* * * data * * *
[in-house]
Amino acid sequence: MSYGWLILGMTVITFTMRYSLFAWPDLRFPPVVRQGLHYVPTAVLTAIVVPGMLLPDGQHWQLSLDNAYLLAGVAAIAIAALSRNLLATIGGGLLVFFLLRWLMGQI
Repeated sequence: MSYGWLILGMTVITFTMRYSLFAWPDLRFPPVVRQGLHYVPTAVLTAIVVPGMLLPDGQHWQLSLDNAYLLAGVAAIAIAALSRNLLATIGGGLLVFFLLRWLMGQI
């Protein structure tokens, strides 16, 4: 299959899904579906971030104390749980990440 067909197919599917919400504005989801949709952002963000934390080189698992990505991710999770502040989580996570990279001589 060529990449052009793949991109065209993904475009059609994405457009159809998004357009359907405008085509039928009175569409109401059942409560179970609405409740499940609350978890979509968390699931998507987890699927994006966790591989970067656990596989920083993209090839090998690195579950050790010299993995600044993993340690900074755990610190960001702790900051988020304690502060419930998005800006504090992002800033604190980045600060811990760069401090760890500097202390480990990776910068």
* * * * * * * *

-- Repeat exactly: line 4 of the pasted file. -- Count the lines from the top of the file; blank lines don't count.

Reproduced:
């Protein structure tokens, strides 16, 4: 299959899904579906971030104390749980990440 067909197919599917919400504005989801949709952002963000934390080189698992990505991710999770502040989580996570990279001589 060529990449052009793949991109065209993904475009059609994405457009159809998004357009359907405008085509039928009175569409109401059942409560179970609405409740499940609350978890979509968390699931998507987890699927994006966790591989970067656990596989920083993209090839090998690195579950050790010299993995600044993993340690900074755990610190960001702790900051988020304690502060419930998005800006504090992002800033604190980045600060811990760069401090760890500097202390480990990776910068």